Letters, Saturday, September 14, 2013

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Miliband is fixated with Tory leaders

AFTER Ed Miliband’s recent speech to the Trades Union Congress, in which he included, for reasons best known to himself and his advisors, several references to the 14th Earl of Derby, a 19th-Century Conservative Prime Minister, one trade union and Labour activist made the following remark about her leader.

 “His heart is in the right place, but he gets his head in a muddle.”

 Nothing to argue about with that assessment.

 What is it about Miliband that he has this fixation for past Conservative Prime Ministers?

 He mentions them with great regularity; Thatcher, how he admired her conviction, he is always on about Disraeli, and now the above mentioned and no doubt worthy Earl of Derby. Who is next?

 Preparation, perhaps, for a career as a British History lecturer at a University in the United States in the not too distant future?

 A move to the United States? Well it runs in the family.

Michael Dixon

It’s utter claptrap

I REALLY enjoy reading the Echo every day, but there’s one thing that I think would make it better, and that’s getting rid of the horoscopes.

 It’s mind-boggling that in 2013, newspapers – it’s not just the Echo – are still encouraging this nonsense.

 Do the people who read it not realise that it’s just a load of vague statements and wish fulfillment claptrap that could be relevant to almost everyone?

 They really must be stupid if they think that it has any consequence on their lives.

 I’m sure a lot of people see it as a bit of harmless fun, but plenty of others take it seriously.

 I wonder how many relationships have ended or harmful life decisions made thanks to Russell Grant’s advice?

 I’d love to see the Echo leading the way and calling time on this harmful drivel.

Diane Dunbar,

Sunderland

Such happy days

I READ with interest the letter from Mr G Liddle about old Hendon and Samson Bestford.

 I remember Samson very well, he lived in Henry Street, right across the road from The Swan pub.

 He did advertise for a lady and she came to his house to meet him but it all came to nothing.

 I think Samson had three daughters and one son and I know one of his daughters is still somewhere around the city, although she would be well into her 70s now.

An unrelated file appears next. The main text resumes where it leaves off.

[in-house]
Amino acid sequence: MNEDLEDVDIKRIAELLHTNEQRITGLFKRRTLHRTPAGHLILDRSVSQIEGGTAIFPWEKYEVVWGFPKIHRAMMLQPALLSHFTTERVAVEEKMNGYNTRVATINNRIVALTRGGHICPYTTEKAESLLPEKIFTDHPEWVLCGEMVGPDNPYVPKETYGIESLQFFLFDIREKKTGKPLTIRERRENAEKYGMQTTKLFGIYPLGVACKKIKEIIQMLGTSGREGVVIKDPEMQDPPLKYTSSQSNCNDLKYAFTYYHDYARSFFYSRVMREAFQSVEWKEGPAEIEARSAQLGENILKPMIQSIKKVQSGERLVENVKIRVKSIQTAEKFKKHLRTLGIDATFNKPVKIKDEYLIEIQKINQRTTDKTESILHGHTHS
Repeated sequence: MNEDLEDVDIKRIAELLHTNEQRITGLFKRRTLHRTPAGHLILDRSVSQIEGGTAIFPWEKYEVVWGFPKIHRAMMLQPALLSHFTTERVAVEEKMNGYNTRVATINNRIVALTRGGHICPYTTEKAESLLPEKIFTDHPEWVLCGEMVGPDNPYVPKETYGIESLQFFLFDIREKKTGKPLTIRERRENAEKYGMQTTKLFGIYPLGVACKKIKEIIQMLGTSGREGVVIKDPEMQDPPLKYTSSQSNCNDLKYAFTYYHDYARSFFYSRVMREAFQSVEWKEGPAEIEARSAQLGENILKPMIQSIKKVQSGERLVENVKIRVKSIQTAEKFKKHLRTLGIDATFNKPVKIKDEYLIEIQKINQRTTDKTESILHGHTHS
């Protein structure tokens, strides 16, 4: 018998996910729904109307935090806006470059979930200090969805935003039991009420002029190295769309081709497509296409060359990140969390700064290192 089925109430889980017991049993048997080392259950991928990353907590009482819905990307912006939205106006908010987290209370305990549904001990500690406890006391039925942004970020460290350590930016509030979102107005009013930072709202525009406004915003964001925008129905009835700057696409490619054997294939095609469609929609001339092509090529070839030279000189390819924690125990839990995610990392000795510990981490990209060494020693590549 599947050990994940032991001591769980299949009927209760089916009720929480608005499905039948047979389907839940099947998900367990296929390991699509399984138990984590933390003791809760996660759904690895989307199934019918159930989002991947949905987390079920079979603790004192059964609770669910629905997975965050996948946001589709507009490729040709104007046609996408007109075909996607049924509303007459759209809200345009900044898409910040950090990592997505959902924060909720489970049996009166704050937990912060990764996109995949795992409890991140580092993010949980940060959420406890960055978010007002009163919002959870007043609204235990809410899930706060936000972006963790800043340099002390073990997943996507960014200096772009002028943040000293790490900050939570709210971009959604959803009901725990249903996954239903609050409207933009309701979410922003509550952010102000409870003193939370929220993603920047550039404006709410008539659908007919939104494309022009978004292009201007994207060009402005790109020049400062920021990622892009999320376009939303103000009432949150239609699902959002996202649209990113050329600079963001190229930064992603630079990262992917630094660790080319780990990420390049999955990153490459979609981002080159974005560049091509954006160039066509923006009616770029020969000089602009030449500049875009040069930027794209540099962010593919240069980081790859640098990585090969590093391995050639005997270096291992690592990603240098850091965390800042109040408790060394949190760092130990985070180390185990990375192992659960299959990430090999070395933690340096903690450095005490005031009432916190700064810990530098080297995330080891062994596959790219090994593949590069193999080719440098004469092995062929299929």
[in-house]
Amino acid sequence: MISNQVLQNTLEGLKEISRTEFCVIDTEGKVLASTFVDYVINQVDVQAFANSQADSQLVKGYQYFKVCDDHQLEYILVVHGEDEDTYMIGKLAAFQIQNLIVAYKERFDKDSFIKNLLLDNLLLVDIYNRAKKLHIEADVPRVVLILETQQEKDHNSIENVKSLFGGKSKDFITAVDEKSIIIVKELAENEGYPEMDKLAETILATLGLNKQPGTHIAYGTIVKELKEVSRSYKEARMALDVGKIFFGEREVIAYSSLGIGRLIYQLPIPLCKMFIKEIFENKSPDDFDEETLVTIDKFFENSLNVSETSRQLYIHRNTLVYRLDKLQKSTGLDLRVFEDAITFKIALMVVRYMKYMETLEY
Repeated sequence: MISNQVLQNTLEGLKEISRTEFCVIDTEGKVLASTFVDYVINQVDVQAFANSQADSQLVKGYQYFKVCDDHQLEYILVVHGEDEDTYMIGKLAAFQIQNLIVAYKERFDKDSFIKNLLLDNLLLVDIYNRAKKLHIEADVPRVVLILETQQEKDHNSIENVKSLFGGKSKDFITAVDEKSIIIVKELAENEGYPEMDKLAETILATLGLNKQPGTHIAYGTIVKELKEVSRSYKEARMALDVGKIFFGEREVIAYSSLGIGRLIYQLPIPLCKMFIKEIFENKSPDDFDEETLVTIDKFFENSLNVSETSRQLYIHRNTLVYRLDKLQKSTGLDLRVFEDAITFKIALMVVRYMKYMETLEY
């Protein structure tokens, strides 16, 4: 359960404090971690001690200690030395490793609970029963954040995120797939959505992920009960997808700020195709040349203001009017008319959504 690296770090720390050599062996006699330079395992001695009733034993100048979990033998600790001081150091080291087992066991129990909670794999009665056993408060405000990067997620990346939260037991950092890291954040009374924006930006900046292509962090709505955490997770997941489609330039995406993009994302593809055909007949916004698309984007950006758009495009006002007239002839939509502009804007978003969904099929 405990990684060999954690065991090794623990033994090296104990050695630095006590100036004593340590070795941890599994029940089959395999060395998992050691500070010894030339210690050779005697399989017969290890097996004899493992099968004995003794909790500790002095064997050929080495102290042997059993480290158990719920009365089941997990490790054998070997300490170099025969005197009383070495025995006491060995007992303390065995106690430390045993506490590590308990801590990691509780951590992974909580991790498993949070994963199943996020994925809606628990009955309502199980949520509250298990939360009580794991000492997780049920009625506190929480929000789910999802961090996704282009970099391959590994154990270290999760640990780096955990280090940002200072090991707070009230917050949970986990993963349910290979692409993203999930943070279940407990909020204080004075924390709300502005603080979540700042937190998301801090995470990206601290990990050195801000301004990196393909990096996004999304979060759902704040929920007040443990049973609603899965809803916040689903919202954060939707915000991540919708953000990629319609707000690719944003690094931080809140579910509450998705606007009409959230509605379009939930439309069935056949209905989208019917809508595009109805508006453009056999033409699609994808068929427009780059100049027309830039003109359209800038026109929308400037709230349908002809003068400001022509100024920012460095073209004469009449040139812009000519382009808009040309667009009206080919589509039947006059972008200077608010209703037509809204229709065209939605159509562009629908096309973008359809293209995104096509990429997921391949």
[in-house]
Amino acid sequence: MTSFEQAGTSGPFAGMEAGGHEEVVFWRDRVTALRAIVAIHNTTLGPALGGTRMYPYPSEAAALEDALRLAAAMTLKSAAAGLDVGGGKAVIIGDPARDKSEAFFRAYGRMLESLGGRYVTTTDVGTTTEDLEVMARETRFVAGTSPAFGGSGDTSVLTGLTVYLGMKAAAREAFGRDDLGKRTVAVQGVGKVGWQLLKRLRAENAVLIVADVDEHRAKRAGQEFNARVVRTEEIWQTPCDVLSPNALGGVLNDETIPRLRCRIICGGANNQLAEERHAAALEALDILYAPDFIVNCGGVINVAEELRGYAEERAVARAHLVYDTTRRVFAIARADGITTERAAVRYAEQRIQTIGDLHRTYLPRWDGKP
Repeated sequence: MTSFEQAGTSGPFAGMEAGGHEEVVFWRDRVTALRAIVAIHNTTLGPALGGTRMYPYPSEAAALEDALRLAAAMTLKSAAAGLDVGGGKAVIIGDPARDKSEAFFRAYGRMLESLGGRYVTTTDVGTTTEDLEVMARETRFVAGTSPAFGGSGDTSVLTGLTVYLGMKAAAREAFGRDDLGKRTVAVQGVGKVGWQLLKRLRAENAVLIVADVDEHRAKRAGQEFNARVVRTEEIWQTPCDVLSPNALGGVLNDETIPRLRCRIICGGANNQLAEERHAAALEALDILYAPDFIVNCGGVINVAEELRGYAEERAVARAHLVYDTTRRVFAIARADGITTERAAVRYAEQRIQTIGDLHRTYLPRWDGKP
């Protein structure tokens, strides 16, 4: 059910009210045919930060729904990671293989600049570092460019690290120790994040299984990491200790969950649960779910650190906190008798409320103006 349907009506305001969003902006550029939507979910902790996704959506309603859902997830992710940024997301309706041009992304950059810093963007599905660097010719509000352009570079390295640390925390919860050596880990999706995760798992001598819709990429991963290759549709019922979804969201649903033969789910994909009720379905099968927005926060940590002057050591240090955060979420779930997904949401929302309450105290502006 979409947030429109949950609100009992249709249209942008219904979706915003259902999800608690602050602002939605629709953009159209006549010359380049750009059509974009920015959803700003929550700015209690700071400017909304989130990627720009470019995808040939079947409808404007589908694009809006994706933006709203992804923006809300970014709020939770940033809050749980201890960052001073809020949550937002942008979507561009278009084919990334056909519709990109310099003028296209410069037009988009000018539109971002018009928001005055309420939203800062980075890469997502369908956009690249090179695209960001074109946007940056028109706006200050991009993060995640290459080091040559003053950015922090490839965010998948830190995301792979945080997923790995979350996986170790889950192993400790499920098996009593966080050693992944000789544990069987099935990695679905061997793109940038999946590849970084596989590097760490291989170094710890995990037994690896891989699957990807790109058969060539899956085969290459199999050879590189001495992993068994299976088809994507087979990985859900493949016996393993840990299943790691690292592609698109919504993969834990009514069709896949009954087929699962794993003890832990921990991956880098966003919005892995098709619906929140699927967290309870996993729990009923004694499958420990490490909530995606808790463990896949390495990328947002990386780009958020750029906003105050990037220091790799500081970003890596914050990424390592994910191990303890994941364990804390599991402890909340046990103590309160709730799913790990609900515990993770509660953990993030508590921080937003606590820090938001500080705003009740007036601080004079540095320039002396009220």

I lived in Henry Street East and all us kids used to play together.

 I remember Mr Liddle too – as he says, they were happy days.

 I too went to Hendon School, we had great times and good laughs. To all my friends in Sunderland, I would

like to say hello from a very warm day in Australia.

Ann Hansen (nee Pike)

A groan in despair

I WAS talking to a friend about which famous women should appear on our bank notes.

 He suggested Queen Boadicea, Mrs Pankhurst or Dame Judi Dench.

 I chose Lady Lovelace, a brilliant mathematician and computer pioneer in an age when girls were not expected to have an education.

 Here’s a bit of local interest too, she was the daughter of the poet Lord Byron and Annabelle Milbanke, of Seaham Hall.

 When I suggested Lady Lovelace, he gazed into his beer and said: “I remember her in Deep Throat.”

 I rolled my eyes and groaned in despair. What a mistake to make.

  Still, you have to admit Linda Lovelace would look great on the back of a fiver too.

William Crane,

Washington

Seafront disaster

IF you go down to the seafront your in for a fantastic view – rocks, wood and tarmac.

 How much has been spent on this? It looks dirty and tacky – so much for improving the seafront.

 Who at the council passes these things? It looks more like an assault course.

 I wonder long it will be before somebody makes a claim for hurting themselves on this?

 So much money wasted yet again.

Kevin Stoker